Improvised some miniature shelters in a vacant lot across from my apartment building. Sort of shrine-like, sort of post-apocalyptic. Not exactly sure what’s going on here yet.

Shelter – Part 1

All images from Shelter by Lloyd Kahn.

I love the contrast in materials and the whole makeshift aesthetic of this. Love the thought of molding the soft clay into the gaps of the wood. And the crazy straight and curvy lines of the wood.

More material and textural contrast.

This boat looks like a bird.

Developments In Housing

Developments in housing is an ongoing collaborative project between visual artist Laura Wills and creative engineer William Cheesman. Wills and Cheesman regularly collaborate on site specific installation projects that explore the construction of semi permanent make shift shelters using locally sourced/ found materials. Themes of travel, makeshift dwellings and nomadic behaviors are poignant to the research making process.

Couch Cushion Architecture

Compilation and critical commentary by Build Blog. Original posts here and here.

A brilliant synergy between the weighted foundation and the light tensile structure, this project impressed us with its attenuation of structure and bright interior spaces. The courtyard and formal entry are also well thought-out and provide a clear means of way-finding. Grade A+

At first glance the composition appears unintentional and the construction shoddy. But further investigation reveals a clear delineation between indoor/outdoor space with a design focus on protection through the use of barrier. Planes are shifted off the orthogonal to accommodate function; as a side effect it relieves inhabitants from a harsh Euclidian geometry. Grade B

An ambitious architectural statement, this structure takes its design queues from middle-east cave dwellings. The calculated addition of bold colors and rich textures softens the eye and puts one at ease despite the unknown variables in its structural system. Grade: B

Drawing from the saw-tooth roof structures of industrial Europe, the orthogonal volume cleverly employs a swing hinge access door, popularized by the mid-century modern masters. Grade: B+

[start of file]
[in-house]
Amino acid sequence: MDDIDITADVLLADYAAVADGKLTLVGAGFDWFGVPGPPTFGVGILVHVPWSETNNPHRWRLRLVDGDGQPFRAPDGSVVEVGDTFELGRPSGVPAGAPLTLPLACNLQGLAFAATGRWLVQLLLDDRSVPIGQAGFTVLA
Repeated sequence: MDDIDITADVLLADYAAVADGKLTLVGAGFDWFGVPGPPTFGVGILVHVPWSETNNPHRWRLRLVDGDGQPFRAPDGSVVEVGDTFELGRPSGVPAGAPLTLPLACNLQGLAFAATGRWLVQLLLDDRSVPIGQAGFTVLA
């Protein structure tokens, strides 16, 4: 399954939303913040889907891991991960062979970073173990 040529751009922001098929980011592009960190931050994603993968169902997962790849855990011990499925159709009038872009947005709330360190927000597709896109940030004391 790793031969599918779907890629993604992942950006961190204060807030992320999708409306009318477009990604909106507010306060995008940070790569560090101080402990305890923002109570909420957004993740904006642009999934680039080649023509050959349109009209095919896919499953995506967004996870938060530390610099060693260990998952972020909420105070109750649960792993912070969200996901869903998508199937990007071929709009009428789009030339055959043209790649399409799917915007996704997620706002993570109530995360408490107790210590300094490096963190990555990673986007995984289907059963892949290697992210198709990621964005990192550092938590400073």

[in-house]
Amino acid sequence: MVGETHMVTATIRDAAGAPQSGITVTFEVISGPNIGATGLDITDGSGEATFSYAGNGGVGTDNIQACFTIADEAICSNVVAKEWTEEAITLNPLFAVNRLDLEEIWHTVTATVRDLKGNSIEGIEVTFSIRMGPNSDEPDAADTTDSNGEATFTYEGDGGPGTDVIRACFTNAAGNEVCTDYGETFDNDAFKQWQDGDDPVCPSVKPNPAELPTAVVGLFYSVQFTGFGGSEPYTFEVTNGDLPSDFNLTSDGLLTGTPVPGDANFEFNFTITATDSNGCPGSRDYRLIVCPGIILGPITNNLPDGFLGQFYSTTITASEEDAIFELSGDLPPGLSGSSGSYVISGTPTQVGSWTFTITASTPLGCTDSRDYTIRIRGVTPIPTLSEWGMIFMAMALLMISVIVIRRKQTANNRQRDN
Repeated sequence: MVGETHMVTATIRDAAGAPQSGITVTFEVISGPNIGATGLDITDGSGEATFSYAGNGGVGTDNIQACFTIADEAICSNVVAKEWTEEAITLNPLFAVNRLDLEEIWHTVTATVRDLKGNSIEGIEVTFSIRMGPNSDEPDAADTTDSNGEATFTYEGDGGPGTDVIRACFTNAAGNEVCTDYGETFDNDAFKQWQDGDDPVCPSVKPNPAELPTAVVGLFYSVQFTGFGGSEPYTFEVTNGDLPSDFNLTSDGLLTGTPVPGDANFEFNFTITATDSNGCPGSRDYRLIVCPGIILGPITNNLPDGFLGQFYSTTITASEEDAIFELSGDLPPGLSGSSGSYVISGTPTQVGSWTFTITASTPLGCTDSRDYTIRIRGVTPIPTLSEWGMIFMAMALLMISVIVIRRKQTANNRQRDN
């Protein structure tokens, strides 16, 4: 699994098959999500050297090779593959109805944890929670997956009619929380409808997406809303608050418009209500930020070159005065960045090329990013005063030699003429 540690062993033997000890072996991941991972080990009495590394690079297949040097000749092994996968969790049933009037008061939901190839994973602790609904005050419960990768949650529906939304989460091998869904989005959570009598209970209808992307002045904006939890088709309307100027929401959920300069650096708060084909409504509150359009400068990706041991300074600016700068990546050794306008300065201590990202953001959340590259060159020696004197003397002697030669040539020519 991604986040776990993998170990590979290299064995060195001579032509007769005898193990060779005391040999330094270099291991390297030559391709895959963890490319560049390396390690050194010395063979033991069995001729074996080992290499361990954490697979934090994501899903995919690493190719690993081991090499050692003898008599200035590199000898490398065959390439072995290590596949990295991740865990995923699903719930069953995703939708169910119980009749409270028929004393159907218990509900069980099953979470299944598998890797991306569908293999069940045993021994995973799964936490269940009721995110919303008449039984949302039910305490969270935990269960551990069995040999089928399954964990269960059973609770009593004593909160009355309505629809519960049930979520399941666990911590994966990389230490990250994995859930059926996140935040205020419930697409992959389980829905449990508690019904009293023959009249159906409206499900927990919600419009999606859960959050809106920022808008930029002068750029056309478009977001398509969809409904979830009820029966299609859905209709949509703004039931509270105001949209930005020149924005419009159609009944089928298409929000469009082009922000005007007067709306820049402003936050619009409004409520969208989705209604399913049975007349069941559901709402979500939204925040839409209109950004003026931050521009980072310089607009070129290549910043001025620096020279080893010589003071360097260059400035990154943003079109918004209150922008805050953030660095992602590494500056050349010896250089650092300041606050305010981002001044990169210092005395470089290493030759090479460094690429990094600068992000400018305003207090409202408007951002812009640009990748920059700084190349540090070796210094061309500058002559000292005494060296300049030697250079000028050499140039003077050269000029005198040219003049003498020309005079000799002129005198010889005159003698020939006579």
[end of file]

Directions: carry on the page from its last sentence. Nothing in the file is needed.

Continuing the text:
A rare example of cathedral buttressing, this project also employs a heavy medieval base. The interior incorporates a steel frame and establishes a “belt and suspenders” structural system. Technicalities aside, the project suffers from an inconsistent material palette attributed to coordination issues with the supplier. Grade A-

Good God gentlemen, you’re a mess! You need walls, you need a roof. Get to work man! Grade: F

The crisp, orthogonal structure is, in a way, camouflaged by the informality of the landscaping. While a clear bifurcation exists between site and structure, we give high marks to the close coordination of architect and landscape architect in using similar materials to exaggerate the divergent design concepts. Grade: B+

Difficulty & Discomfort

I’m getting ready for a show at NURTUREart (it opens at the end of April), and these days it seems like I’m kind of feeling around in the dark. Here are some words of wisdom and sympathy from Jessica Stockholder via Art21:

“I think there are lots of different kinds of thinking. Your hands learn to do things that you could spend a whole day trying to write about and articulate. What’s intuition? It’s a kind of thinking. It’s not stupidity. And so I think there’s a discomfort associated with trying to put all those different ways the brain works together. So I kind of like to avail myself of that discomfort.”

“It’s odd to be in the studio and not know what you’re going to do. I think being an artist and choosing to put yourself in a circumstance where you don’t know just how things are going to work out and what you’re going to do is very exciting and rich and also difficult.”

Here she is painting on a shag carpet: